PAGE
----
• Retrieval Request: a request from a cardholder's bank for information about a charge which is being disputed; this is often the first stage of a Chargeback. In many cases, a Chargeback accompanies the Retrieval Request, and is only reversed if the Merchant proves that the charge was legitimate (or if the customer, given better information, admits that the charge is legitimate).
  • Reversal: "a transaction from the acquirer to the card issuer informing the card issuer that the previously initiated transaction cannot be processed as instructed, i.e., is undeliverable, unprocessed or cancelled by the receiver." – directNIC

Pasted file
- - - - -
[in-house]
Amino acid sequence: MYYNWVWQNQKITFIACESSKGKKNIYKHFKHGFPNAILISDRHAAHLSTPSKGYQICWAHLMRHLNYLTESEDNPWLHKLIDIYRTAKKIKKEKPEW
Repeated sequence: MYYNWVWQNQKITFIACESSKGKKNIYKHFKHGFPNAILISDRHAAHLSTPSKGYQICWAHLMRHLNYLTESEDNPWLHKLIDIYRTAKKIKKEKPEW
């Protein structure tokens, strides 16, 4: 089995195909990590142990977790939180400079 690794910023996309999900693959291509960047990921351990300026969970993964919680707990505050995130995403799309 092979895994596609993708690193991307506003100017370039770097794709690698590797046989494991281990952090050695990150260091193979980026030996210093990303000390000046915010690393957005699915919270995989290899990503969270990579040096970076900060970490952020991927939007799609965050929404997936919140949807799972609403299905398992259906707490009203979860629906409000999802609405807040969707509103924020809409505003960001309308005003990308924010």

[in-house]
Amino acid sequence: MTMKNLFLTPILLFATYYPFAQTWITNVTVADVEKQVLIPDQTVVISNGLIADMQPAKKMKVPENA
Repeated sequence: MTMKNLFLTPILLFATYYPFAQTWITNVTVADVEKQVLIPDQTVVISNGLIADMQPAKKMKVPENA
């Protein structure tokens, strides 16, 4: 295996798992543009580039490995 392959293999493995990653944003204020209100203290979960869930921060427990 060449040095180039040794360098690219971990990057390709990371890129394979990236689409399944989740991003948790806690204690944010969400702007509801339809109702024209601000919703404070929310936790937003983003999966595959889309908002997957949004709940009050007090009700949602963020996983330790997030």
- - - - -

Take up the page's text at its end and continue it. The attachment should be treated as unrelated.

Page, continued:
• Real-time: something which is done more or less immediately and without human intervention. Real-time credit card processing means that the validity of a customer's credit card, as well as their available credit limit, is checked and the customer is notified immediately (for practical purposes, within a few seconds) whether or not the transaction has been accepted. This is especially helpful for internet transactions, where the web server can essentially have a quick dialogue with the customer to resolve any problems, rather than requiring a human to contact the customer at a later time (when the customer may no longer be easily reachable). (It is generally assumed to take place in most face-to-face transactions these days, though in pre-modem days smaller merchants would check credit card numbers against lists of invalid credit numbers, printed in a booklet which was issued monthly, before accepting them.)